What we saw [in the Abu Ghraib photos] was indeed shocking. But we were emphatically told by the administration that none of this was policy, that all of it was dreamed up by some nutjobs on the night shift who got their ideas from bad television or their own demented psyches. When some of us pointed out that there was clear evidence that some of these techniques were authorized, that, indeed, the commander of Guantanamo Bay had been sent to Abu Ghraib to "Gitmoize" it, we were told we were slandering the troops and the administration.
One great merit of the Schmidt report—which is otherwise riddled with worrying euphemisms, dismissal of troubling facts, exoneration of almost all commanders—is that we now know that almost every one of the Abu Ghraib techniques was practised and innovated at Guantanamo. These were not improvised out of nowhere. They were what the report calls "the creative application of authorized interrogation techniques," and the interrogators "believed they were acting within existing guidance."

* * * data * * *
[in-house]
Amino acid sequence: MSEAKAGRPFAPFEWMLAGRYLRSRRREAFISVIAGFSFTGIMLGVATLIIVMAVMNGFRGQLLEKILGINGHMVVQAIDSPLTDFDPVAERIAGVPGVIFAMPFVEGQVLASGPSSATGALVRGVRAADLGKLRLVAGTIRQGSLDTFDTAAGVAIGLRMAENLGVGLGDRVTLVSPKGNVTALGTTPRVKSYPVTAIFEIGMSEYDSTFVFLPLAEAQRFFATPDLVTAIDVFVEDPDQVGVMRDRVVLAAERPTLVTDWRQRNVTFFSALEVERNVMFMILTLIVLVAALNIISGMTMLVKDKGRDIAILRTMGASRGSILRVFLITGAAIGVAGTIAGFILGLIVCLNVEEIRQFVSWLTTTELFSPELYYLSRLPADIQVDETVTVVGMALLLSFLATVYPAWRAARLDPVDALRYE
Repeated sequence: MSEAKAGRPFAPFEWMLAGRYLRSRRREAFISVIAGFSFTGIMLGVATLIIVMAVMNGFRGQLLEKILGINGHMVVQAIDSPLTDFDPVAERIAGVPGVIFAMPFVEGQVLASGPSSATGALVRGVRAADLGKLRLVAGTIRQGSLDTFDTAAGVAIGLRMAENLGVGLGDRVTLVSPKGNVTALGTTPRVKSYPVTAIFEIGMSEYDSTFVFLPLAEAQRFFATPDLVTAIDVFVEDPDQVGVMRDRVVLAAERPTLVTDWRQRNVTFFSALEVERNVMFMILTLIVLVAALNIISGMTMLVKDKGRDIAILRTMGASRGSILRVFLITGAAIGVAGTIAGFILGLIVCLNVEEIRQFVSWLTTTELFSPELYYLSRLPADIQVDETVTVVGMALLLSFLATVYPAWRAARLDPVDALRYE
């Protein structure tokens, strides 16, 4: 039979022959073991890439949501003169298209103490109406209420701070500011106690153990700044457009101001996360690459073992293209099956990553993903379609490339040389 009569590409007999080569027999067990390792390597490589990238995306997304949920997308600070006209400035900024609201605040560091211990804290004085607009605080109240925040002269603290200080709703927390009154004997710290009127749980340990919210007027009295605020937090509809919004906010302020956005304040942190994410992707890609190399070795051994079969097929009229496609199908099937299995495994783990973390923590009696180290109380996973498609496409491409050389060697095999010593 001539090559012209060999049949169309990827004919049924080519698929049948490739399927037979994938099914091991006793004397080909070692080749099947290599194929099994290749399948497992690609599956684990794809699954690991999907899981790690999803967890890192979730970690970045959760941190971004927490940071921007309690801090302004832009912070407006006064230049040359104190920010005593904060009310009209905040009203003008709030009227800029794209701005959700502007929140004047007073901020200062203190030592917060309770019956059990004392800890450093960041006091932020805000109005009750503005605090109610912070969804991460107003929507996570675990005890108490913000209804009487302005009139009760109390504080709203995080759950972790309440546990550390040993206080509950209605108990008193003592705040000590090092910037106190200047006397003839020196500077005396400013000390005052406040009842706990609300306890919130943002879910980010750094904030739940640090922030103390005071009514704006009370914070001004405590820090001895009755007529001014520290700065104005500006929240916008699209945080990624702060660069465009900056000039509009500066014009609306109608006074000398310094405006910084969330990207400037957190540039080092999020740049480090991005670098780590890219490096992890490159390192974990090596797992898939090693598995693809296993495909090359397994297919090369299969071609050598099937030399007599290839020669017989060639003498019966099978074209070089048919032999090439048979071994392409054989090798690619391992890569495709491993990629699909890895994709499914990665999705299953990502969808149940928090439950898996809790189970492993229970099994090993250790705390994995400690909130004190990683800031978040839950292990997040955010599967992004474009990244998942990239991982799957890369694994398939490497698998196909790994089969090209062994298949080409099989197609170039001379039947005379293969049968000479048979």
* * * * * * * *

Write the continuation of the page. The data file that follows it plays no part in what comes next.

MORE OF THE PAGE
Marty Lederman has more analysis here.